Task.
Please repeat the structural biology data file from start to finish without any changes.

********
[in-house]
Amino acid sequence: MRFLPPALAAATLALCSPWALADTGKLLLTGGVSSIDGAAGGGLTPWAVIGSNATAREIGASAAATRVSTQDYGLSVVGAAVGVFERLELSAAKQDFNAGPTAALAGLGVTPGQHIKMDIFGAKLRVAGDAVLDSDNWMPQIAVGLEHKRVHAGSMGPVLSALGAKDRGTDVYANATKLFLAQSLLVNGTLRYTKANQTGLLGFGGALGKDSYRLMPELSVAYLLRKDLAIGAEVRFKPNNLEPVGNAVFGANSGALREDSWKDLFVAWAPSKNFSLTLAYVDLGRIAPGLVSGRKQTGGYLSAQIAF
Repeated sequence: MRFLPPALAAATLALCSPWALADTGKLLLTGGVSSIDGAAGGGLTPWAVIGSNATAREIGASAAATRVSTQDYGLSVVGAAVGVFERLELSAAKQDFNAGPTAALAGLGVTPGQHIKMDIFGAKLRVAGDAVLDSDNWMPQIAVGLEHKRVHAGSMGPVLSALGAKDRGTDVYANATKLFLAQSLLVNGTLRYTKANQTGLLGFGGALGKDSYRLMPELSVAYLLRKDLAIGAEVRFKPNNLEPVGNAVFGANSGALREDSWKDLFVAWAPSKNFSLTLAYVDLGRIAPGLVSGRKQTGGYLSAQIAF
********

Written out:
[in-house]
Amino acid sequence: MRFLPPALAAATLALCSPWALADTGKLLLTGGVSSIDGAAGGGLTPWAVIGSNATAREIGASAAATRVSTQDYGLSVVGAAVGVFERLELSAAKQDFNAGPTAALAGLGVTPGQHIKMDIFGAKLRVAGDAVLDSDNWMPQIAVGLEHKRVHAGSMGPVLSALGAKDRGTDVYANATKLFLAQSLLVNGTLRYTKANQTGLLGFGGALGKDSYRLMPELSVAYLLRKDLAIGAEVRFKPNNLEPVGNAVFGANSGALREDSWKDLFVAWAPSKNFSLTLAYVDLGRIAPGLVSGRKQTGGYLSAQIAF
Repeated sequence: MRFLPPALAAATLALCSPWALADTGKLLLTGGVSSIDGAAGGGLTPWAVIGSNATAREIGASAAATRVSTQDYGLSVVGAAVGVFERLELSAAKQDFNAGPTAALAGLGVTPGQHIKMDIFGAKLRVAGDAVLDSDNWMPQIAVGLEHKRVHAGSMGPVLSALGAKDRGTDVYANATKLFLAQSLLVNGTLRYTKANQTGLLGFGGALGKDSYRLMPELSVAYLLRKDLAIGAEVRFKPNNLEPVGNAVFGANSGALREDSWKDLFVAWAPSKNFSLTLAYVDLGRIAPGLVSGRKQTGGYLSAQIAF